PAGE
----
Testing for Dyslexia
The following elements should be included in an assessment for dyslexia
- Developmental, medical, behavioral, academic and family history;
- A measure of general intellectual functioning (if appropriate);
- Information on cognitive processing (language, memory, auditory processing, visual processing; visual motor integration, reasoning abilities and executive functioning);
- Tests of specific oral language skills related to reading and writing success to include tests of phonological processing;
- Educational tests to determine level of functioning in basic skill areas of reading, spelling, written language and math.
Testing in reading/writing should include the following measures
- Single word decoding of both real and nonsense words;
- Oral and silent reading in context (evaluate rate, fluency, comprehension and accuracy);
- Reading comprehension;
- Dictated spelling test;
- Written expression: sentence writing as well as story or essay writing;
- A classroom observation, and a review of the language arts curriculum for the school-aged child to assess remediation programs that have been tried.
What Happens After the Evaluation?
Discuss the test results with the individual who did the testing. You should receive a written report consisting of both the test scores as well as an explanation of the results of the testing. The names of the tests administered should be specified. The strengths and weaknesses of the individual based on interview and tests data should be explained and specific recommendations should be made.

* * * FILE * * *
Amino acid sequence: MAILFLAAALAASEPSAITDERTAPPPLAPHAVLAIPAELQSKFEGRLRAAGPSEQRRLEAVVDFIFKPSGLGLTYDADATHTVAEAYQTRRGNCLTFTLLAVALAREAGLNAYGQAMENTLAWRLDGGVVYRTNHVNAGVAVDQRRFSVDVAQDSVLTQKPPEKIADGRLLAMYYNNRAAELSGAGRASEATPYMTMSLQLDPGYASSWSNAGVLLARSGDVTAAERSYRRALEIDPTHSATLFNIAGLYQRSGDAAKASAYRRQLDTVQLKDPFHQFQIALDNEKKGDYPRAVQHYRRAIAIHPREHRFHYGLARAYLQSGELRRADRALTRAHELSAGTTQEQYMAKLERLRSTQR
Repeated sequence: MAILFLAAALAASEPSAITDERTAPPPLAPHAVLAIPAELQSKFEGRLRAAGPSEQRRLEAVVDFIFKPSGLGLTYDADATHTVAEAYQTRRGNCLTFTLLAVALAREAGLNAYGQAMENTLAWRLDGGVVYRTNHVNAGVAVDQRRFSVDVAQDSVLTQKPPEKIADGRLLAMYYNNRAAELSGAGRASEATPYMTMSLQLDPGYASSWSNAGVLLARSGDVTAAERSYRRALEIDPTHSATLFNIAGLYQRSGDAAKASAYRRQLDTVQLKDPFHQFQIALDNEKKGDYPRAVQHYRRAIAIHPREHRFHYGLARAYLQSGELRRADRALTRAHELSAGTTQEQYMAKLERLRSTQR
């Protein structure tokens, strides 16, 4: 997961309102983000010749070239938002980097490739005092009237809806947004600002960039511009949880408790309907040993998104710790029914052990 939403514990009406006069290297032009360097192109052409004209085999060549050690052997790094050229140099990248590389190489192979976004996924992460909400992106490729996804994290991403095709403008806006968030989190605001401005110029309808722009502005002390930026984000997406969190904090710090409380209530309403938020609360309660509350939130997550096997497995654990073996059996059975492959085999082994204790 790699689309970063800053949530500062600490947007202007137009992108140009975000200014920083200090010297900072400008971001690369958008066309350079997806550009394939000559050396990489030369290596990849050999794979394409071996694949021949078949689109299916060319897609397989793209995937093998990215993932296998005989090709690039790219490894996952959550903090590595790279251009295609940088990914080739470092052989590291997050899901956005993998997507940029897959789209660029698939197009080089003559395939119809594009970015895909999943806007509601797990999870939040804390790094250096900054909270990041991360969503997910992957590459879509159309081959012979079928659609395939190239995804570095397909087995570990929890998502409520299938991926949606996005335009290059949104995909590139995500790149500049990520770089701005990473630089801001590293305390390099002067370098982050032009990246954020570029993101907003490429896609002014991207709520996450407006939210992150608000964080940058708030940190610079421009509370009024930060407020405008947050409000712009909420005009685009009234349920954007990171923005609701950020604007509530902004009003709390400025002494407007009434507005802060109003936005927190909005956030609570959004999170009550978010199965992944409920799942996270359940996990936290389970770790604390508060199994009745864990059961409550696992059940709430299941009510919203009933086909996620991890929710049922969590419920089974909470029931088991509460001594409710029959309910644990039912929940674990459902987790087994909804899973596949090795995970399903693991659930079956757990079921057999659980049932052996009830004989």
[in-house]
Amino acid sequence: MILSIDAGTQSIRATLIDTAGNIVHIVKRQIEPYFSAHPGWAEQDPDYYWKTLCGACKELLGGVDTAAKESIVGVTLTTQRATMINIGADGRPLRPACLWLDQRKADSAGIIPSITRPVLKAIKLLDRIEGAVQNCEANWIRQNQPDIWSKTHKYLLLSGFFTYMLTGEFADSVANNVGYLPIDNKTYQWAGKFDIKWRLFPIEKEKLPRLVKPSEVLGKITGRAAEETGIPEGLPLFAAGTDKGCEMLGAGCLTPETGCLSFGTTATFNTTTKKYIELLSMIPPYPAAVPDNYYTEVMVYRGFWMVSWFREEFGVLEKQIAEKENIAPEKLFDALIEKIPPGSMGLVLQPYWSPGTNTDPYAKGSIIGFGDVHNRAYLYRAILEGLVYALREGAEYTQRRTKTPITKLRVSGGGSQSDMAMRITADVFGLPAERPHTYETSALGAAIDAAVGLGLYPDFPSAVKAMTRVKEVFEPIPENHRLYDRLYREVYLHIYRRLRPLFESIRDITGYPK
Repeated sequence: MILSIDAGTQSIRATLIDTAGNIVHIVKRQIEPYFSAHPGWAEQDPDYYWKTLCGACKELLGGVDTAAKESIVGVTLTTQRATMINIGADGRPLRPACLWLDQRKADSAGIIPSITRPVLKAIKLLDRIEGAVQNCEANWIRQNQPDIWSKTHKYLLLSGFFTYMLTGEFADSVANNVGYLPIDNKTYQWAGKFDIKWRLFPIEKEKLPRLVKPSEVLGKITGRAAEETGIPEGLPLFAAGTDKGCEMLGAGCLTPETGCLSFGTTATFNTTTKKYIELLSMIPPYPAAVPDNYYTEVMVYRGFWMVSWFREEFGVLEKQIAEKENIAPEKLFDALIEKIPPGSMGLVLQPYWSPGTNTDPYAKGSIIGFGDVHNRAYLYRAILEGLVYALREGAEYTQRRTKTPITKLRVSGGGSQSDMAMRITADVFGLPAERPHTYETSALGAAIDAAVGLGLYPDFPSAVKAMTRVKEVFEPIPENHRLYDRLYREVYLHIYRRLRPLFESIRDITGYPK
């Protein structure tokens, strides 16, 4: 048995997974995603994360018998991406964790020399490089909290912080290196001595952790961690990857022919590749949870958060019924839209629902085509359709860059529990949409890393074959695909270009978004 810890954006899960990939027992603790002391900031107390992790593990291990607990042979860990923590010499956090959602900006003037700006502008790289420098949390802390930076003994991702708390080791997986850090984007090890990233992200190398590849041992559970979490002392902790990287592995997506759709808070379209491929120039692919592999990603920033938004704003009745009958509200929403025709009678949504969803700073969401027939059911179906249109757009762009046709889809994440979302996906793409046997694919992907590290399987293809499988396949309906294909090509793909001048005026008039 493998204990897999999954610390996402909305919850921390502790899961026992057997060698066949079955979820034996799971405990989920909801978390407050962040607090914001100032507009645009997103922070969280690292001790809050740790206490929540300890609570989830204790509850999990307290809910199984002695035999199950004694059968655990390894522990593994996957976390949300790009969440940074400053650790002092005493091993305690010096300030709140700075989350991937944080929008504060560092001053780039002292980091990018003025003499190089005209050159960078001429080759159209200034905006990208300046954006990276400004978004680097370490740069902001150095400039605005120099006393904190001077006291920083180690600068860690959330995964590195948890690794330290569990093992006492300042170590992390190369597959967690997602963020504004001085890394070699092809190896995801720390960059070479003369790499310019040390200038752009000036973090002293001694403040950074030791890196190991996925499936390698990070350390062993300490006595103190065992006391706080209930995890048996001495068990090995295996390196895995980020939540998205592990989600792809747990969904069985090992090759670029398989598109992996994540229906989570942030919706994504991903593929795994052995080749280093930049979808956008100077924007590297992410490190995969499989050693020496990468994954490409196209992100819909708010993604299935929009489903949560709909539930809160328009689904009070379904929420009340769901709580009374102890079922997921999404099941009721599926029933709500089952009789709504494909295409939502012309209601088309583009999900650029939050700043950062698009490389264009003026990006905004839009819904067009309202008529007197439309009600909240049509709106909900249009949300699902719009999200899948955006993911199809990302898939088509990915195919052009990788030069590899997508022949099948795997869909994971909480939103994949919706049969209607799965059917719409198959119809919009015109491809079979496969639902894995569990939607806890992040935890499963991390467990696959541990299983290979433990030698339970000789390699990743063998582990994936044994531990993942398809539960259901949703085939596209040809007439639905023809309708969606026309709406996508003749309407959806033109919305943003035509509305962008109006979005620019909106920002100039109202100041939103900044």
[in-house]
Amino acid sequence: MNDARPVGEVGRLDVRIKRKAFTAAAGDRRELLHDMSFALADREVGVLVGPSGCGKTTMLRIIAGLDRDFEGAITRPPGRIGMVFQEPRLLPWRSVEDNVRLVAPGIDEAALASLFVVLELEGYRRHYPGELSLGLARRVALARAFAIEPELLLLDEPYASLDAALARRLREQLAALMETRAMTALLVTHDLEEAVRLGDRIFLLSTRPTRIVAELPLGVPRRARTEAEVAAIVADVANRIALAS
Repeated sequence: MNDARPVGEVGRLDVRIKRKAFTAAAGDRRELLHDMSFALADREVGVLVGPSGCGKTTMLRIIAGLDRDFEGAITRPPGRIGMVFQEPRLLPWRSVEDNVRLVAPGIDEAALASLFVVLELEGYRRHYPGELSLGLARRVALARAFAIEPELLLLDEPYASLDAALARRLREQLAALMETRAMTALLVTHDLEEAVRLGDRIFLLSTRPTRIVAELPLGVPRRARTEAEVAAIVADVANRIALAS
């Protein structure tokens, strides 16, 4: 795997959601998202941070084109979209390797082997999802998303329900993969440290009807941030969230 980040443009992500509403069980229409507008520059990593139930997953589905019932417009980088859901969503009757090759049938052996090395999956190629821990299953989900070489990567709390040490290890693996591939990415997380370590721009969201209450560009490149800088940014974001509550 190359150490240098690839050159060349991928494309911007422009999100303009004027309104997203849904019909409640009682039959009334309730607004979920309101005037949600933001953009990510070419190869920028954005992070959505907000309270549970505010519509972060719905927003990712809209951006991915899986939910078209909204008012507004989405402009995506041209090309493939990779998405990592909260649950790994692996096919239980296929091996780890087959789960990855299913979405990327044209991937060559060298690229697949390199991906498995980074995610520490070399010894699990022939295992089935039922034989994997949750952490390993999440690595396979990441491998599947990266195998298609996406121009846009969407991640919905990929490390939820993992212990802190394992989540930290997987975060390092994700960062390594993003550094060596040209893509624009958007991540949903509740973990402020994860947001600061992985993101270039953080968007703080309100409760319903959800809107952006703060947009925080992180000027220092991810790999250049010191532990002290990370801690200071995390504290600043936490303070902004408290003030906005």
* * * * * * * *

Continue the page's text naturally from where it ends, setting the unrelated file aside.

In the case of school-aged students, a team meeting should take place when the evaluation is completed. This meeting should include the student's teachers, parents and individuals who did the testing. When there is a reading problem, the report should suggest recommendations for specific intervention techniques. This intervention should be provided by skilled teachers who are specifically trained in explicit, research-based instruction.
How Long Does Testing Take?
An average series of tests will take approximately three hours. Sometimes it will be necessary to conduct the testing in more than one session, particularly in the case of a young child whose attention span is short or who might fatigue easily. The extent of the evaluation is based on clinical judgment.
Who Is Entitled to Testing?
The Individuals with Disabilities Education Act (IDEA) provides for free testing and special education services for children attending public school. Section 504 of the Rehabilitation Act of 1973 and the Americans with Disabilities Act (ADA) provide protection against discrimination in federally funded programs for individuals who meet the criteria for qualification. This includes individuals diagnosed with dyslexia.
For more on dyslexia, check out these 10 dyslexia resources.
Adapted with permission from the International Dyslexia Association fact sheet “Testing for Dyslexia,” which was prepared with the assistance of Lorna Kaufman, PhD